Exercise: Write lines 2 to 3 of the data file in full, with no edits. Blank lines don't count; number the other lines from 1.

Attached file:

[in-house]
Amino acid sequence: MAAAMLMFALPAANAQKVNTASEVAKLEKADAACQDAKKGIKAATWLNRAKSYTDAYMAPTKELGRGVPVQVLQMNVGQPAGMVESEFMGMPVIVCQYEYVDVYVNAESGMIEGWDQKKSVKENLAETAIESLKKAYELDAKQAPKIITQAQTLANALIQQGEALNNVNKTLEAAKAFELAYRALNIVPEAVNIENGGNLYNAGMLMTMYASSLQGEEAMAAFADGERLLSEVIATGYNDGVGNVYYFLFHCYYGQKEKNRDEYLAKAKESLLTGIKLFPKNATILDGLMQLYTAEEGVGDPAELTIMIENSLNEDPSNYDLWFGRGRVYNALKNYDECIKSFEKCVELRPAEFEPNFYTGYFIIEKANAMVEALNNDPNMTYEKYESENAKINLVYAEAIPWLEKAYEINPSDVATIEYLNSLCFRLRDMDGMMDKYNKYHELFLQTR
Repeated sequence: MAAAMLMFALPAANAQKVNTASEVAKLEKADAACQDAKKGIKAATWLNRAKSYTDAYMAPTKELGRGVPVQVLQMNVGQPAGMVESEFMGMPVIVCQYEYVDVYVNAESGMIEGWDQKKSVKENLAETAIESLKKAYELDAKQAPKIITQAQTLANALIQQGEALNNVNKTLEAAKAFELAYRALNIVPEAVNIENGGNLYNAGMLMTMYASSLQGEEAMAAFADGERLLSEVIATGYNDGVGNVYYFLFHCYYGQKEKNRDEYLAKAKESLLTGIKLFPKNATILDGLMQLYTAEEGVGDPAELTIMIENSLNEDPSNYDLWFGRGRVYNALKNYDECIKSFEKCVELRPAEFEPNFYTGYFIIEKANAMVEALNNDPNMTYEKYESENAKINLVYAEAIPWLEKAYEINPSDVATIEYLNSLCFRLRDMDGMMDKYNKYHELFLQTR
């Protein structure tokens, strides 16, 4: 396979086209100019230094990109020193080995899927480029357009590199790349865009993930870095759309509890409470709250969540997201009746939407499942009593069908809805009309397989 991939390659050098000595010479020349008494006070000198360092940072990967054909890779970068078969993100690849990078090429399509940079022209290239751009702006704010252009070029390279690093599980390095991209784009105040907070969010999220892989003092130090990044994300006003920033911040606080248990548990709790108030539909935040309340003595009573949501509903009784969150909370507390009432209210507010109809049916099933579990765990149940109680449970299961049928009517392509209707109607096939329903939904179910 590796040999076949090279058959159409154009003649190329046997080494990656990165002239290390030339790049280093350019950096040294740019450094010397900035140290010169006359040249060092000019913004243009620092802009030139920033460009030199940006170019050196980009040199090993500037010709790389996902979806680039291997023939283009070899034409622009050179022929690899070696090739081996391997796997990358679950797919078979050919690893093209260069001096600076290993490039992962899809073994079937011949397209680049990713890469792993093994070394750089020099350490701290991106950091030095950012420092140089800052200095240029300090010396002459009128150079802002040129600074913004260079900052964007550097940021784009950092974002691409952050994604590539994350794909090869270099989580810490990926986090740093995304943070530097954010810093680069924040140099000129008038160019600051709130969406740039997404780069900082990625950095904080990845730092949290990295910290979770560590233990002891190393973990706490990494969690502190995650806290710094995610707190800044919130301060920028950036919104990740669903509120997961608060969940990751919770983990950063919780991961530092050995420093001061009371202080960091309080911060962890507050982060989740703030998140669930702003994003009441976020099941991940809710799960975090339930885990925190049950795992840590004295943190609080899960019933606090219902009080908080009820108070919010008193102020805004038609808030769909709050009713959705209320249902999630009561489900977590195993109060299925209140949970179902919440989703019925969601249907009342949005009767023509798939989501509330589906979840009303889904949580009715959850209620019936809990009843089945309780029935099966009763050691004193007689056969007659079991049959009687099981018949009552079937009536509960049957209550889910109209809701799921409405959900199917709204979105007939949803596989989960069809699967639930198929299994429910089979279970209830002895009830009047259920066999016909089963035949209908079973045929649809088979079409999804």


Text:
Amino acid sequence: MAAAMLMFALPAANAQKVNTASEVAKLEKADAACQDAKKGIKAATWLNRAKSYTDAYMAPTKELGRGVPVQVLQMNVGQPAGMVESEFMGMPVIVCQYEYVDVYVNAESGMIEGWDQKKSVKENLAETAIESLKKAYELDAKQAPKIITQAQTLANALIQQGEALNNVNKTLEAAKAFELAYRALNIVPEAVNIENGGNLYNAGMLMTMYASSLQGEEAMAAFADGERLLSEVIATGYNDGVGNVYYFLFHCYYGQKEKNRDEYLAKAKESLLTGIKLFPKNATILDGLMQLYTAEEGVGDPAELTIMIENSLNEDPSNYDLWFGRGRVYNALKNYDECIKSFEKCVELRPAEFEPNFYTGYFIIEKANAMVEALNNDPNMTYEKYESENAKINLVYAEAIPWLEKAYEINPSDVATIEYLNSLCFRLRDMDGMMDKYNKYHELFLQTR
Repeated sequence: MAAAMLMFALPAANAQKVNTASEVAKLEKADAACQDAKKGIKAATWLNRAKSYTDAYMAPTKELGRGVPVQVLQMNVGQPAGMVESEFMGMPVIVCQYEYVDVYVNAESGMIEGWDQKKSVKENLAETAIESLKKAYELDAKQAPKIITQAQTLANALIQQGEALNNVNKTLEAAKAFELAYRALNIVPEAVNIENGGNLYNAGMLMTMYASSLQGEEAMAAFADGERLLSEVIATGYNDGVGNVYYFLFHCYYGQKEKNRDEYLAKAKESLLTGIKLFPKNATILDGLMQLYTAEEGVGDPAELTIMIENSLNEDPSNYDLWFGRGRVYNALKNYDECIKSFEKCVELRPAEFEPNFYTGYFIIEKANAMVEALNNDPNMTYEKYESENAKINLVYAEAIPWLEKAYEINPSDVATIEYLNSLCFRLRDMDGMMDKYNKYHELFLQTR